The firm’s founder and CEO, Masatoshi Kumagai, as well as chief financial officer, Masashi Yasuda, answered questions from attendees. Following a question about the firm’s previously announced stablecoin, one of the executive answered:
“Regarding the plan to launch GYEN as announced last year, we plan to issue it in overseas this year.”
The company execs also revealed that the firm has set up a subsidiary and appointed a person responsible for GYEN operations to issue the stablecoin in 2019. The company further noted that it will be able to announce where the stablecoin will be issued shortly.
During the presentation, the GMO execs also told attendees that the firm had closed down one of its Northern Europe mining sites, and that the relocation of another site is expected to be completed by the end of 2019. While the new location is kept confidential by the company, the execs claimed that the local electricity cost “is less than half of that in Northern Europe, which is 7-8 cents per kWh including running costs.” They concluded:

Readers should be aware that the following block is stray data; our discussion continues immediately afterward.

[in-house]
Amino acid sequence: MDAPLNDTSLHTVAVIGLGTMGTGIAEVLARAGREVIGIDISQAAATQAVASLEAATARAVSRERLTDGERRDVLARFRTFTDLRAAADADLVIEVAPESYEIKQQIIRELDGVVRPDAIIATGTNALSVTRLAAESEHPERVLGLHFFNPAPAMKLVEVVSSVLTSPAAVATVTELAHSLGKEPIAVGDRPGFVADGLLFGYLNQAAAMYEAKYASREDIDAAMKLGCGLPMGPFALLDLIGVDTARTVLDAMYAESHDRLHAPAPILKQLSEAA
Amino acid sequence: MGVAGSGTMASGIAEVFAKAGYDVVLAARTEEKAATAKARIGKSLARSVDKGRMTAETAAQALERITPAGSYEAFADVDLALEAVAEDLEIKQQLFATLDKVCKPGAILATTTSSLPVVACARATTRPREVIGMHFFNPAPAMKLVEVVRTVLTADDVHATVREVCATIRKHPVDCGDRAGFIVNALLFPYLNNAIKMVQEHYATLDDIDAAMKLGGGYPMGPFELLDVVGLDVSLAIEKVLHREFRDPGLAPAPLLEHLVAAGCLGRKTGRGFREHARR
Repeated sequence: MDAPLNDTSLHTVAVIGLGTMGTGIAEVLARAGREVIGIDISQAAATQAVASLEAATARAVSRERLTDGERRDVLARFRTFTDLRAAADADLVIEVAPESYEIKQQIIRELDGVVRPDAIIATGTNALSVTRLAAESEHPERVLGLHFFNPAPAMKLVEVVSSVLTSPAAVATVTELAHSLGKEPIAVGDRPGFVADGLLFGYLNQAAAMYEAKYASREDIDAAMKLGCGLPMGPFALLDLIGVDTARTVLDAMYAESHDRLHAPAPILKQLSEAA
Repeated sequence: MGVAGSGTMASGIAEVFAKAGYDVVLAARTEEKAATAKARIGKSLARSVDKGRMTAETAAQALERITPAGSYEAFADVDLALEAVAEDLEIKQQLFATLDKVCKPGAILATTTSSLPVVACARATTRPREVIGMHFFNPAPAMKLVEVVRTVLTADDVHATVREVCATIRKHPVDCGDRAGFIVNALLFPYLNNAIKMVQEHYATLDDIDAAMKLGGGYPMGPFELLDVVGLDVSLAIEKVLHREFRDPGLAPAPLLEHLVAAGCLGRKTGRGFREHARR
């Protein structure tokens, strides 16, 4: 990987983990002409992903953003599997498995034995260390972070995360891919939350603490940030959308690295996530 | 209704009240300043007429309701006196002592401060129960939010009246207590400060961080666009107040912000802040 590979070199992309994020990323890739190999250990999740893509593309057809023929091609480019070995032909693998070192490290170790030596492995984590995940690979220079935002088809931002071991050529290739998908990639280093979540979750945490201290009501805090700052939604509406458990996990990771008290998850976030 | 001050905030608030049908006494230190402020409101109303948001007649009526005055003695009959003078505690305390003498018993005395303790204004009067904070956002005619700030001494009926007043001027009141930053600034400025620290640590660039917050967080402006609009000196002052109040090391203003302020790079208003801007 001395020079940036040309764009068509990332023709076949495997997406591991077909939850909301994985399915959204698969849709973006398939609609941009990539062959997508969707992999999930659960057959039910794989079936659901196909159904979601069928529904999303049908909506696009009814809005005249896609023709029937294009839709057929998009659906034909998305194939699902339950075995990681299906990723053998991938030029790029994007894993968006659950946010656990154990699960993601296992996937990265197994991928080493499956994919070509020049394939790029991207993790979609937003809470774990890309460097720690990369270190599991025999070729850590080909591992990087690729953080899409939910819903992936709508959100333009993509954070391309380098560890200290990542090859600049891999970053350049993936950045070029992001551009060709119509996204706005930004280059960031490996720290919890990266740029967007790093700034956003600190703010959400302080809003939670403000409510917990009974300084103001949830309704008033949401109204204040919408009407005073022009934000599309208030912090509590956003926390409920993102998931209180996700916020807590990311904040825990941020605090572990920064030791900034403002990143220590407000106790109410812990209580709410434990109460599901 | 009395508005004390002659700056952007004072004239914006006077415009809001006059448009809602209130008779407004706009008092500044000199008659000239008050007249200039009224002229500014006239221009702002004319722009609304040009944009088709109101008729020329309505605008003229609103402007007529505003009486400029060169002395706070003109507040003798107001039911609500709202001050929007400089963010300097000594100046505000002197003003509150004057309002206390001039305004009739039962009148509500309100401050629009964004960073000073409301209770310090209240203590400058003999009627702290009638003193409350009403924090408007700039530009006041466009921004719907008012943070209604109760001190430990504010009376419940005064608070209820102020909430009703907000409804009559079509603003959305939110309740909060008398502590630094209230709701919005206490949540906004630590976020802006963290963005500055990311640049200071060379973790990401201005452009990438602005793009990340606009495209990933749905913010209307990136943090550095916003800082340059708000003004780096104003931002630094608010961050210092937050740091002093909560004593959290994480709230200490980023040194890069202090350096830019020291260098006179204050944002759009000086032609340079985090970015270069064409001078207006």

“We believe the relocation will impact our earnings this summer.”
Still, the amount earned by the company through its cryptocurrency activity — comprised of a cryptocurrency exchange and mining operations — in Q4 2018 is nearly 73 percent higher than the 635 million yen (about $5.7 million) reported in Q1 2018.
However, GMO’s financial results report that its “profit attributable to owners of the parent company” for 2018 was 20.7 billion yen in the negative (about $187 million in losses), compared to a profit of 8 billion yen in 2017.
This statement is in line with a recent monthly disclosure concerning GMO’s in-house crypto mining operations, which reported a steep hit in overall mining revenue. However, as the company explained at the time, even as overall revenue from mining tanked, the firm’s Bitcoin mining rewards consistently increased over time.